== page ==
[holding answer 26 October 2009]: The UK remains deeply concerned at the human rights situation in Burma. It is evident from the latest Report to the General Assembly by the UN Rapporteur, Mr. Tomas Ojea Quintana, that systematic and appalling abuses remain unchecked and that arbitrary arrests and the sentencing of opposition figures to long prison terms continues.
The most prominent example is that of Aung San Suu Kyi, but his report also draws attention to the plight of the more than 2,100 other political prisoners who remain in detention. EU sanctions have been in place against Burma since 1996, but following the sentence imposed on Aung San Suu Kyi on 11 August this year, the EU agreed to a further set of sanctions intended specifically to target the Burmese regime’s economic interests, including a travel ban on those members of the judiciary responsible for the verdict.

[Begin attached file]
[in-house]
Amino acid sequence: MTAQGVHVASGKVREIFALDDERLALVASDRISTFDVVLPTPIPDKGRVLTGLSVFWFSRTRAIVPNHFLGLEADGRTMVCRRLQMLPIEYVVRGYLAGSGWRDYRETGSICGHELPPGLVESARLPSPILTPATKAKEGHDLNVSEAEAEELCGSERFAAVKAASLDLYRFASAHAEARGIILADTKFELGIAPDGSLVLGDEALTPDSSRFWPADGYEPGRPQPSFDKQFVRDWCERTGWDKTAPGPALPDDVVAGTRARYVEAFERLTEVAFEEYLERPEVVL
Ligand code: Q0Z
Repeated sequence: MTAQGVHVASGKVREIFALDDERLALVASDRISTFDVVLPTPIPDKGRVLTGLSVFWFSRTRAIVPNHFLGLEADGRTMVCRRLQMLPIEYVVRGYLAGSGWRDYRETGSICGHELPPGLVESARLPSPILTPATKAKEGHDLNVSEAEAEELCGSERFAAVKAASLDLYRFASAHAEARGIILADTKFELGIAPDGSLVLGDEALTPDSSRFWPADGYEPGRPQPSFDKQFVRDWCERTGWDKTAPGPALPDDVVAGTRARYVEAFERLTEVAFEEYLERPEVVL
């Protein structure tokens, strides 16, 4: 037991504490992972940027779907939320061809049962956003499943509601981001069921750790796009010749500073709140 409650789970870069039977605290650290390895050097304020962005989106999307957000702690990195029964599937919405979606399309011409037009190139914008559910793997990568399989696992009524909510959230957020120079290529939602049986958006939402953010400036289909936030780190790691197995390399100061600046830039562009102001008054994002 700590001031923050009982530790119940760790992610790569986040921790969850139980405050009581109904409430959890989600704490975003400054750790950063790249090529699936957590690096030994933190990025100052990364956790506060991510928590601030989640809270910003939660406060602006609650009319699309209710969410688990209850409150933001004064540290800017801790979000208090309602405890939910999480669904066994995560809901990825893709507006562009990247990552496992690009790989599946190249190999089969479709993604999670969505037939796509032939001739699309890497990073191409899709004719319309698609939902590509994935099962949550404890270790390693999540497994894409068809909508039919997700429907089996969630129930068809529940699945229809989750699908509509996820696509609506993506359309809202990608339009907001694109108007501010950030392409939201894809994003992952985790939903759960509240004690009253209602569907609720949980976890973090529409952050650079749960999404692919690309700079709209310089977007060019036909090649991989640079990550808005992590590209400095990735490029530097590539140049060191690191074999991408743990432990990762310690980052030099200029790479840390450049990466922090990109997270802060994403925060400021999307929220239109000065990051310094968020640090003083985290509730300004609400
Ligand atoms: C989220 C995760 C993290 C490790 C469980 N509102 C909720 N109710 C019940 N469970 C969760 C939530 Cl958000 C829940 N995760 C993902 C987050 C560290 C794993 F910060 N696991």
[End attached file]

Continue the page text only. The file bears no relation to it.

These measures came into force on 14 August 2009 and can leave the regime in no doubt about our determination to see real democracy established and human rights respected in Burma. Their objective is to target those individuals and entities that are most closely linked to the regime’s misrule, rather than punishing the Burmese population as a whole.